Threads then communicate (synchronize) only on their death. Complex operations are provided by a hierarchy of communications. This is the style we have used in our distributed particle code mentioned earlier. In one sense, this style is the simplest extension of the SIMD programming model.
As one solves large-scale problems on massively parallel machines, the data generated become very difficult to handle and to analyze. In order for the scientist to comprehend the large volume of data, the resulting complex data sets need to be explored interactively with intuitive tools that yield realistic displays of the information. The form of display usually involves polygons and lines, image processing, and volume rendering. The desired interface is a simple, flexible, visual programming environment for which one does not have to spend hours writing code. This might involve a dynamic linking environment much like that provided by the Advanced Visualization System (AVS) from Stardent Computer or apE from the Ohio State University Supercomputer Center in Columbus.
The output need not always be precisely of physical variables but should match what we expect from our physical intuition and our visual senses. It also should not be just a collection of pretty artwork but should have physical meaning to the researcher. In this sense, we don't try to precisely match a physical system but rather try to abstract the physical system in some cases.
To handle the enormous computational requirements involved in visualization, we must also be able to do distributed processing of the data and the graphics. Besides being useful in the interpretation of significant physical and computational results, this visualization environment should be usable both in algorithmic development and debugging of the code that generates the data. The viewing should be available in both "real time" and in a postprocessing fashion, depending on the requirements and network bandwidth. To optimize the traversal of complex data sets, advanced database techniques such as object-oriented databases need to be used.
As mentioned above, there are two graphical environments available today (and possibly others) that attempt to provide the sort of capability described above. They are AVS and apE. The idea is to provide small, strongly typed, modular building blocks out of which one builds the graphical application. These are illustrated in Figure 1, which displays a schematic of the user's workspace with AVS. The data flows through the graphical "network" from the input side all the way through the graphical display. In AVS, there are four basic types of components out of which one builds the application: data that is input, filters that modify the data, mappers that change the data from one format to another, and renderers that display them on the screen. Figure 2 illustrates AVS's ability to interactively analyze data.
The limit to the network complexity is only the memory and display limits of the workstation. However, this limitation can frequently be a major problem, as the size of the data set produced on current supercomputers can far exceed the capabilities of this software, even on the most powerful graphics workstations.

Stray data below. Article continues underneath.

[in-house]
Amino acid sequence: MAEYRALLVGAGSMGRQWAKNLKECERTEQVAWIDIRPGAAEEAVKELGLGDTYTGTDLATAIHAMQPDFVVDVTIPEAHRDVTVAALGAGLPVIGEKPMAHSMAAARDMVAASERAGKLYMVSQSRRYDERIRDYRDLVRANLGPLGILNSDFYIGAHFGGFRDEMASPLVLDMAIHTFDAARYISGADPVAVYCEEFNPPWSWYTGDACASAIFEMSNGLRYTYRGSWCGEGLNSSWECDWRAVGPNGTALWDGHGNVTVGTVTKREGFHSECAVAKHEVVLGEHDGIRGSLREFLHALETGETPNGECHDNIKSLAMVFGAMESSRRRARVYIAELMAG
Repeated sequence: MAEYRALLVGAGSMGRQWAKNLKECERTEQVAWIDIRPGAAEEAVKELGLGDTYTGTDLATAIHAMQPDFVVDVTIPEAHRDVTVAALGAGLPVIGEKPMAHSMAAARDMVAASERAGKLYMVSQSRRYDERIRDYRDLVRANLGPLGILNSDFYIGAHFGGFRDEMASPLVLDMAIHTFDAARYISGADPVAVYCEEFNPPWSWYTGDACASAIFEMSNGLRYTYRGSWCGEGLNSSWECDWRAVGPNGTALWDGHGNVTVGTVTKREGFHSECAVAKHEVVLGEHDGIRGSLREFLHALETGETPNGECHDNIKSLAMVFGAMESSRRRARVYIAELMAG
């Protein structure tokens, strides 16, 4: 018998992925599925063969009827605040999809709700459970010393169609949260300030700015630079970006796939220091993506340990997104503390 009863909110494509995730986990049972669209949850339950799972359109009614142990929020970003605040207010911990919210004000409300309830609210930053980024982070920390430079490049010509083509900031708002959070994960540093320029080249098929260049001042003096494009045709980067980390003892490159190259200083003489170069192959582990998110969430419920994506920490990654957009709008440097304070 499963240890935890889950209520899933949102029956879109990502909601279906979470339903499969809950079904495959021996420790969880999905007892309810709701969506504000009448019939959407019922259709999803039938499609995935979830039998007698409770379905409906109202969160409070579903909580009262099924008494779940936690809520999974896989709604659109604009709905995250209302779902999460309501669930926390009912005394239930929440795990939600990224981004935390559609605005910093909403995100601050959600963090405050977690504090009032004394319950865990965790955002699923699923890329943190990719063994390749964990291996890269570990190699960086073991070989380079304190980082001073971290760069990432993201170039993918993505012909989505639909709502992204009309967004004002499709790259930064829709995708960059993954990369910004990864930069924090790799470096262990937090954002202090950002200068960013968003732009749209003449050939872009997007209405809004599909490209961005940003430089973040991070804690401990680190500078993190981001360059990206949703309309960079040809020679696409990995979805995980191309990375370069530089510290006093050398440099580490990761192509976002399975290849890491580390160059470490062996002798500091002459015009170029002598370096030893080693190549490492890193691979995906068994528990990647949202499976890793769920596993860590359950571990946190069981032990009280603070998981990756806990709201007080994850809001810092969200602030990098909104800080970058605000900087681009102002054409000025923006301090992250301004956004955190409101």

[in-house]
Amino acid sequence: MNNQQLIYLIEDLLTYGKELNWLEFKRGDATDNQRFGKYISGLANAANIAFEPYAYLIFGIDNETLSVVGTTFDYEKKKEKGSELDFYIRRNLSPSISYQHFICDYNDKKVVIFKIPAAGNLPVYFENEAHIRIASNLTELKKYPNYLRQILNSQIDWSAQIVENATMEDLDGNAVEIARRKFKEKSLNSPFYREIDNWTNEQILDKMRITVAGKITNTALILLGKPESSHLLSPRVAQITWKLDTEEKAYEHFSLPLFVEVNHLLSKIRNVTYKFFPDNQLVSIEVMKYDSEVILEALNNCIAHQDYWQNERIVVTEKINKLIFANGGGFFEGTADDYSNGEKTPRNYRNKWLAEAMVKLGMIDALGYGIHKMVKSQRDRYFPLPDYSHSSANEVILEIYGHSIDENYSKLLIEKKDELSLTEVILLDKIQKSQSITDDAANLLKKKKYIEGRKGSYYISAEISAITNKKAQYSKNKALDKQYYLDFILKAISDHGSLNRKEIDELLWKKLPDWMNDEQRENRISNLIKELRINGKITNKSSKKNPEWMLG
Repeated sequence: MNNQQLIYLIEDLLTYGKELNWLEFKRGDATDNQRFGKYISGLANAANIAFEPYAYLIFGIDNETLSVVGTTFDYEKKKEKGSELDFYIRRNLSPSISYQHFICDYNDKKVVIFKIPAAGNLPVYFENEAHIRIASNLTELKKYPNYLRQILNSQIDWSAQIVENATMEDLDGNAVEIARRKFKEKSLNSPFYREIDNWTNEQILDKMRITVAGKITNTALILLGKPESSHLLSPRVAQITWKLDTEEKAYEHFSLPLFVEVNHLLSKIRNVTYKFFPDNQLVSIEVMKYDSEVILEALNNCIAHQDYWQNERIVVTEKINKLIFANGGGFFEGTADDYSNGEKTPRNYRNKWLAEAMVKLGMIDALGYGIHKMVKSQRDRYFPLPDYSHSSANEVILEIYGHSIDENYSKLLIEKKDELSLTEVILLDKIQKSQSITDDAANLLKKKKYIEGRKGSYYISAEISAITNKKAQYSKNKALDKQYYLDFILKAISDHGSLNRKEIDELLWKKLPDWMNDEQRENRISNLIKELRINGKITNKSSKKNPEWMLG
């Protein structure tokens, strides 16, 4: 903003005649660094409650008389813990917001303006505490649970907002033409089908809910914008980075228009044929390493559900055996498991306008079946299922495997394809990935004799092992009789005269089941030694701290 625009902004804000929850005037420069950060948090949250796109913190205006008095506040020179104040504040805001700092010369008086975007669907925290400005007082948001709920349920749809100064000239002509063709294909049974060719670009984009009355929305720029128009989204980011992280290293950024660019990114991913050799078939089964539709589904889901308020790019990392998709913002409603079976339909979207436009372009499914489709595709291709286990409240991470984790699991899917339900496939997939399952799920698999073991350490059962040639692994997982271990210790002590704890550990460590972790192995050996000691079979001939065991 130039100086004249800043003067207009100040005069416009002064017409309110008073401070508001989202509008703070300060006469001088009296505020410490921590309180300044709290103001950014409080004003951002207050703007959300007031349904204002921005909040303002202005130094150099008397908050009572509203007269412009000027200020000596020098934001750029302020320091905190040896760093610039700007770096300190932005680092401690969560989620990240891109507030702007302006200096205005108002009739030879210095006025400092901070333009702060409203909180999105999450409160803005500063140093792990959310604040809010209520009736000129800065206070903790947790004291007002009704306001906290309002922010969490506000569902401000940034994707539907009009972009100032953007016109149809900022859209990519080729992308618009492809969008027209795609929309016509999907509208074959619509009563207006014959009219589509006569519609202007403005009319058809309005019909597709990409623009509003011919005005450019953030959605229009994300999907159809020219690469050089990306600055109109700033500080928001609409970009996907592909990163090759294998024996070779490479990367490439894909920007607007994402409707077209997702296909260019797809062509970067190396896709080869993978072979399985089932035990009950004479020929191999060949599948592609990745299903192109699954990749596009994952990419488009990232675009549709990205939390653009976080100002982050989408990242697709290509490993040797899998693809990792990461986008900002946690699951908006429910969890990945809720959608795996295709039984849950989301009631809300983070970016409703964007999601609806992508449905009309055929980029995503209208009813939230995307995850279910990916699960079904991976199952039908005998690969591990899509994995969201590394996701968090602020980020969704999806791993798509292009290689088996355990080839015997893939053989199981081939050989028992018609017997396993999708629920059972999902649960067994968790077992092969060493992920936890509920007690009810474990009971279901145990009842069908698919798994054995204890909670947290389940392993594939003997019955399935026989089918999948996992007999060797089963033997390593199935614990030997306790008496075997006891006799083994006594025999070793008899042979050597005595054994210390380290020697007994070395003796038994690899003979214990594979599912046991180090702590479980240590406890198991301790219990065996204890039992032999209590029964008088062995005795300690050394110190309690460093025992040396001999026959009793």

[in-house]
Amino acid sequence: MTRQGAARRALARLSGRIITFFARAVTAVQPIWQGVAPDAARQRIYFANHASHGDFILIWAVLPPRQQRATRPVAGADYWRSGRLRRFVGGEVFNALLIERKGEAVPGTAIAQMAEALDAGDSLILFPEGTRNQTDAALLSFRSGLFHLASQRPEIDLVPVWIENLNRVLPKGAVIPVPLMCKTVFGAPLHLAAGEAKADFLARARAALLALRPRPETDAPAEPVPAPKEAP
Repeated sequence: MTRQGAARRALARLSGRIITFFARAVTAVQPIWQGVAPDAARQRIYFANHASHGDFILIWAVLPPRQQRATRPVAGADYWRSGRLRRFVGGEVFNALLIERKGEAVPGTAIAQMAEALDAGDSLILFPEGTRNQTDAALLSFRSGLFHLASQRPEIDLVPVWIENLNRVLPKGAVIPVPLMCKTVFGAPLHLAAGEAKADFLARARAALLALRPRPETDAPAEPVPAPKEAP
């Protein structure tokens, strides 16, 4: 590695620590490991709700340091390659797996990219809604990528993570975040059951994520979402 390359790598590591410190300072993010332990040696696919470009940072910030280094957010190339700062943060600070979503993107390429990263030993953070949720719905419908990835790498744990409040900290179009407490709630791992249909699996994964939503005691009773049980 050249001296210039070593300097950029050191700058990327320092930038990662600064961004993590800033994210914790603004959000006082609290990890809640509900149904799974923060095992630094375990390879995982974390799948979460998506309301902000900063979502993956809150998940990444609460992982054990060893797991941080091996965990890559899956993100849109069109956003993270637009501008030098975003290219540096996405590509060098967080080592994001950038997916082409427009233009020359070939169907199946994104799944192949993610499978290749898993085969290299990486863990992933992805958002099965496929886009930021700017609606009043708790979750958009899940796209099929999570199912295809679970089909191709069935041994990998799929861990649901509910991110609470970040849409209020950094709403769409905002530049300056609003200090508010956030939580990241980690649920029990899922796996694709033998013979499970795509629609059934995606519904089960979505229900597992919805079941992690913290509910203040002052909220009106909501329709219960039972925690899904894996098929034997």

Because this data-flow style is, in fact, object-oriented, this model can be readily distributed or parallelized, with each module being a thread or distributed process. By placing the nodes on different machines or processors, this data-flow model can, at least in principle, be distributed or parallelized. In fact, the apE environment provides for this kind of functionality. For high performance in a graphics environment, these nodes need to be connected with a very-high-speed (e.g., gigabit/second) network if they are not running out of shared
memory on the same machine. The next generation of graphics environments of this type will hopefully operate in this manner.
A number of real physical applications are using this graphics environment, including problems that run on a CRAY Y-MP and the CM-2. For example, at the Institute of Geophysics and Planetary Physics, Los Alamos National Laboratory, a three-dimensional climate model has been run on the Cray (see Figure 3). A layer of the resulting temperature data has been taken and mapped onto a globe and displayed in an animated manner as a function of time. Using AVS, one can rotate the spherical globe while the data is being displayed, allowing one to investigate the polar regions, for example, in more detail. This is one simple example of how the data can be explored in a manner that is hard to anticipate ahead of time.
Figures 4 and 5 further illustrate the capability of high-performance graphics environments as applied to physical processes. Realistic displays like these, which can be explored interactively, are powerful tools for understanding complex data sets.
K. Birman, ISIS Reference Manual, Version 2.0 , ISIS Distributed Systems, Inc., Ithaca, New York (1990).
D. Forslund, C. Wingate, P. Ford, J. Junkins, J. Jackson, S. Pope, "Experience in Writing a Distributed Particle Simulation Code in C++," in Proceedings of the USENEX C++ Conference , USENEX Association, Berkeley, California, pp. 177-190 (1990).
G. Steele, Jr., "Making Asynchronous Parallelism Safe for the World," in The Conference Record of the Seventeenth Annual ACM Symposium on the Principles of Programming Languages, San Francisco, California, 17-19 January 1990 , Association for Computing Machinery, New York, pp. 218-231 (1990).